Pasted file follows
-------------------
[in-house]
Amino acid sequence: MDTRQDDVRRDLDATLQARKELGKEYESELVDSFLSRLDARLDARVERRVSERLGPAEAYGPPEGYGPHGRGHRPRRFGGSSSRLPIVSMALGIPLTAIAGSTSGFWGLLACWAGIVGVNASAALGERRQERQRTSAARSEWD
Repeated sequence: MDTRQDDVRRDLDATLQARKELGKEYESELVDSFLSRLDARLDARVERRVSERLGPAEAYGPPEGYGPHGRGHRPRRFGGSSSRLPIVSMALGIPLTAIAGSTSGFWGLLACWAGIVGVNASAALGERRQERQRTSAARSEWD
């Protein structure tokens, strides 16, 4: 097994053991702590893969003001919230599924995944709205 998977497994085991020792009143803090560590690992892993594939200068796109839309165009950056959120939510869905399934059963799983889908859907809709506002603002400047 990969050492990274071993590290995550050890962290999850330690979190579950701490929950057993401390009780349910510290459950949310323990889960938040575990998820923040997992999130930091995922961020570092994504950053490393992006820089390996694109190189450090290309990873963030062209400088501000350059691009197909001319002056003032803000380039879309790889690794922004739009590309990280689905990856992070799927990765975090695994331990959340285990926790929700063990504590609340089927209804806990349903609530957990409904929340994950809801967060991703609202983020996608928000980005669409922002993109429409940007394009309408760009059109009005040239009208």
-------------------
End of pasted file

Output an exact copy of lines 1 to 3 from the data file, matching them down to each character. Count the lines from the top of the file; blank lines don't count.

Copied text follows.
[in-house]
Amino acid sequence: MDTRQDDVRRDLDATLQARKELGKEYESELVDSFLSRLDARLDARVERRVSERLGPAEAYGPPEGYGPHGRGHRPRRFGGSSSRLPIVSMALGIPLTAIAGSTSGFWGLLACWAGIVGVNASAALGERRQERQRTSAARSEWD
Repeated sequence: MDTRQDDVRRDLDATLQARKELGKEYESELVDSFLSRLDARLDARVERRVSERLGPAEAYGPPEGYGPHGRGHRPRRFGGSSSRLPIVSMALGIPLTAIAGSTSGFWGLLACWAGIVGVNASAALGERRQERQRTSAARSEWD